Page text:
I'll admit, I don't have a marketing background (I was an English writing student, and I've pretty much already lost any vestiges of good grammar, punctuation and spellings skills that I learned in school) however as Keith mentions, it's adapt or die. It's not about being "cutting edge," it's about offering people services and products that they need and can't receive else where more conveniently or for less. Yes, bookstores that try and function the same way they did even ten or twenty years ago just won't be successful.

    The big problem with people like myself spewing out a ton of ideas like I did in my initial post is that usually we don't have all the facts. Like I said, I don't really know anything about this store or others that have closed, or if they have tried any of these ideas and still failed. For example, if I were the owner of a gay bookstore I'd probably be busy right now setting up readings of Peter Orlovsky and possibly some other awareness events surrounding pioneer gay beat poets and how they still influence poets today. It's important to promote and support and grow the community of gay readers and writers - and can help move product as well. But it's very possible that bookstores like this are already trying avenues like this and it's just not helping enough. Ideas are cheap - executing them is the challenge and when you're so far behind the curve it can still be futile.

    @JeffNYC - While you may very well be correct, I still think there might be some life left in physical books. Take a look at the music industry - in the past few years vinyl records have made a huge resurgence and have been making profits. If I had to guess I would say that the biggest causality of all of this for bookstores is going to be paperback books and that publishing companies will start heading toward limited run, more expensive collectors edition prints for those nostalgic souls who like a classy bookshelf and a tactile experience when reading. We'll see where things go I guess.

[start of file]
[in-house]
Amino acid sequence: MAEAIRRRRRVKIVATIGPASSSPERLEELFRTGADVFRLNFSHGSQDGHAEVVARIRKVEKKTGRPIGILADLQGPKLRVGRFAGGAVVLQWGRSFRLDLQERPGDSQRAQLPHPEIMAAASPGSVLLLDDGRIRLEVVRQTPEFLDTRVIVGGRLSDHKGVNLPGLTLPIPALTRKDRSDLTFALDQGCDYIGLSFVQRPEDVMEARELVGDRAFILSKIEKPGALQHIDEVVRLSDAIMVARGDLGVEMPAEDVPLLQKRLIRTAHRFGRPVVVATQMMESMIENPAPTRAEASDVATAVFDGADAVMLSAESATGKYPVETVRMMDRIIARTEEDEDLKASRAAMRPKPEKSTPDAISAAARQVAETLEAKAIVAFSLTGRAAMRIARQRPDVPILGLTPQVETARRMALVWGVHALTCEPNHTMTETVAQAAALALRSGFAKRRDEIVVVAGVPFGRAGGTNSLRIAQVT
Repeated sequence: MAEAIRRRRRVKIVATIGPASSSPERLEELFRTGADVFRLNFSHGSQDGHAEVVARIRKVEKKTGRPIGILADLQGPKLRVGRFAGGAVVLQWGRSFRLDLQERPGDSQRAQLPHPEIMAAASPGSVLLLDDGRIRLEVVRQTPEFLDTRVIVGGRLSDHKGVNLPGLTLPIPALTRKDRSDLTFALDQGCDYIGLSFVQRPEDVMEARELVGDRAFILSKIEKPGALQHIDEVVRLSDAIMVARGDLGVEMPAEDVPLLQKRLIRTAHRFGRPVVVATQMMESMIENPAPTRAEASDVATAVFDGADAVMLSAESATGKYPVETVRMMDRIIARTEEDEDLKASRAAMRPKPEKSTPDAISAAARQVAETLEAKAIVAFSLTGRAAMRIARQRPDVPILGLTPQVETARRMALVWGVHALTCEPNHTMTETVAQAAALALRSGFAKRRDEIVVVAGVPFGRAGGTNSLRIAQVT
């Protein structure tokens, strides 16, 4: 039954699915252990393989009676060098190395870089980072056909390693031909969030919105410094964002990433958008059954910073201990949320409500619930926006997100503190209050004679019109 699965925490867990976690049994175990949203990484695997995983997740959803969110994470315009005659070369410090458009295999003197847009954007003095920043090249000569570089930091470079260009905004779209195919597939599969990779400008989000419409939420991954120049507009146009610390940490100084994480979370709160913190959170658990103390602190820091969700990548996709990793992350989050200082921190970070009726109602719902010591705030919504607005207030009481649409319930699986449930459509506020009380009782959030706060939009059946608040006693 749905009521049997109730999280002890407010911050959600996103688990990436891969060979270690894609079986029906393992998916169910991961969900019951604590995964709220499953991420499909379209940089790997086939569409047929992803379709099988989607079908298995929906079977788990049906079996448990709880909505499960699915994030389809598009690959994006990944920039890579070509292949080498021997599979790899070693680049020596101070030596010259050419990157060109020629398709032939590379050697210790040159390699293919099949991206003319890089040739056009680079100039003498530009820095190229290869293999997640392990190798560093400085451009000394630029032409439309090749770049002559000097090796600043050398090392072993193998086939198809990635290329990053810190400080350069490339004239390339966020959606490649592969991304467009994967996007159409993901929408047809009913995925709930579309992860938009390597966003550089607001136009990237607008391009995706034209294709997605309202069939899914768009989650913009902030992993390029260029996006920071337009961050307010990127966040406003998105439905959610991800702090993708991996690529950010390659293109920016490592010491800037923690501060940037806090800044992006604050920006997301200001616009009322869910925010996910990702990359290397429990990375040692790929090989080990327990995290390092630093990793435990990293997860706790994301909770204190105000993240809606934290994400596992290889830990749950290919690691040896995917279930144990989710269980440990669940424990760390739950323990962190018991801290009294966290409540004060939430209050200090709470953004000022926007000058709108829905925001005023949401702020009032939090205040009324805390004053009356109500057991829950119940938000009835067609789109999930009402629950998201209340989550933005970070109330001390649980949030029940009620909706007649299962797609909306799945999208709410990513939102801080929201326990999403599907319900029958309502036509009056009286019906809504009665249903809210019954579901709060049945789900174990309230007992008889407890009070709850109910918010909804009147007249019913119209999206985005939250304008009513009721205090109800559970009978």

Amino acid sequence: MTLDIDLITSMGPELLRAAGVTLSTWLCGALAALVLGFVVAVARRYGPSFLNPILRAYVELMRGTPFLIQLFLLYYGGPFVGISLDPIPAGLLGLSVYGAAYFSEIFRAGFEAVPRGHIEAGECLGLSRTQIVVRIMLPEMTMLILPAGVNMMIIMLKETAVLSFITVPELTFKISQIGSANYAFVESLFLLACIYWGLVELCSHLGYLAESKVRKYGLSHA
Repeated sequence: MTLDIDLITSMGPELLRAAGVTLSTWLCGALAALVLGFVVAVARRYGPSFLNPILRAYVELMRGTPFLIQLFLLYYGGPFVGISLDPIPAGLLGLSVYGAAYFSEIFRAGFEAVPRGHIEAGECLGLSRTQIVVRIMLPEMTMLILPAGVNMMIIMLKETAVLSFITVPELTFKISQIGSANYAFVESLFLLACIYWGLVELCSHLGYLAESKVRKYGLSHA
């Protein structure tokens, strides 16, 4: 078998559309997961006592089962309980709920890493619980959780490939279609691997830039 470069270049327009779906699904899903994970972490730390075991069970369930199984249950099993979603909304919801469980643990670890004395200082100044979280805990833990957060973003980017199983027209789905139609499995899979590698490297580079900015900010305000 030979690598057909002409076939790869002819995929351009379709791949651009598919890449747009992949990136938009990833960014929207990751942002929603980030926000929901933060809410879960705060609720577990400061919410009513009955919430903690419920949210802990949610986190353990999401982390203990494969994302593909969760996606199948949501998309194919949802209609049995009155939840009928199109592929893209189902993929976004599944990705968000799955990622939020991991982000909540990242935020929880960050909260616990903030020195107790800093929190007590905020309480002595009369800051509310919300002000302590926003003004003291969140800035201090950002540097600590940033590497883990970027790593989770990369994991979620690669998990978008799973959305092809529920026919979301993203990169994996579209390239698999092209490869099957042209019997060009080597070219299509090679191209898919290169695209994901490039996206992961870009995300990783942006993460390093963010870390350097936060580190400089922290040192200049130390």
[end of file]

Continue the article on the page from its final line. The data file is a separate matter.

Posted by: DSig80 | Jun 1, 2010 3:50:28 PM

  17. I love that bookstore, it's one of the best gay shops around the village.

    I always try to go by when I'm in the city.
    I'll be sad to see it go.

    Posted by: Derek | Jun 1, 2010 5:21:56 PM

  18. I love this bookstore and go there everytime im in the city. the people are quite nice. While i dont agree that they are hidden, it might be better if they were on the ground level.

    Posted by: Marc | Jun 1, 2010 7:53:02 PM

  19. @carl anthony: there used to be another bookstore in the village. "this ain't the rosedale library" used to be located right on church, just south of wellesley. but it moved to the kensington market area back in 2008 because the rent was getting too high in the village and business wasn't as great. so, i seriously doubt that moving to church street would be beneficial to the glad day bookshop.

    Posted by: raphinou | Jun 1, 2010 9:48:33 PM

  20. During my spring break vacation in Toronto last year, I went to Glad Day Bookstore. I didn't purchase much, but I found it to be charming and worth the visit. I'm sad but not surprised that the store is shutting down.

    Posted by: Alex Sarmiento | Jun 2, 2010 12:30:38 AM